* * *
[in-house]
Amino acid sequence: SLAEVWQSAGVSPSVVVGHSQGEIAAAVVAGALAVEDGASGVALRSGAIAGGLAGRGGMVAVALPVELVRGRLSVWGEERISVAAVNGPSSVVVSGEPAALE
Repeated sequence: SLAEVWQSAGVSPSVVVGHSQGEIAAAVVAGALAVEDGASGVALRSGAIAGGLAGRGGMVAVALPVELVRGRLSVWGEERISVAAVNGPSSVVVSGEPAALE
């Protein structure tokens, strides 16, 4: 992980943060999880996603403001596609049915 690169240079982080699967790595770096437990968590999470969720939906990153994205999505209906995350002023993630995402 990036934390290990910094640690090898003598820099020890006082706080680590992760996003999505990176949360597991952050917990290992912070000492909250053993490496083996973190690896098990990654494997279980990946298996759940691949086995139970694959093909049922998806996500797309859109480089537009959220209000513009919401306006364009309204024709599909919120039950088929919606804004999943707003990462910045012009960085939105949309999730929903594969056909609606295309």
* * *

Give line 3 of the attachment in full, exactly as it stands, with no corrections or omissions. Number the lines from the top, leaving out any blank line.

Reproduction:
Repeated sequence: SLAEVWQSAGVSPSVVVGHSQGEIAAAVVAGALAVEDGASGVALRSGAIAGGLAGRGGMVAVALPVELVRGRLSVWGEERISVAAVNGPSSVVVSGEPAALE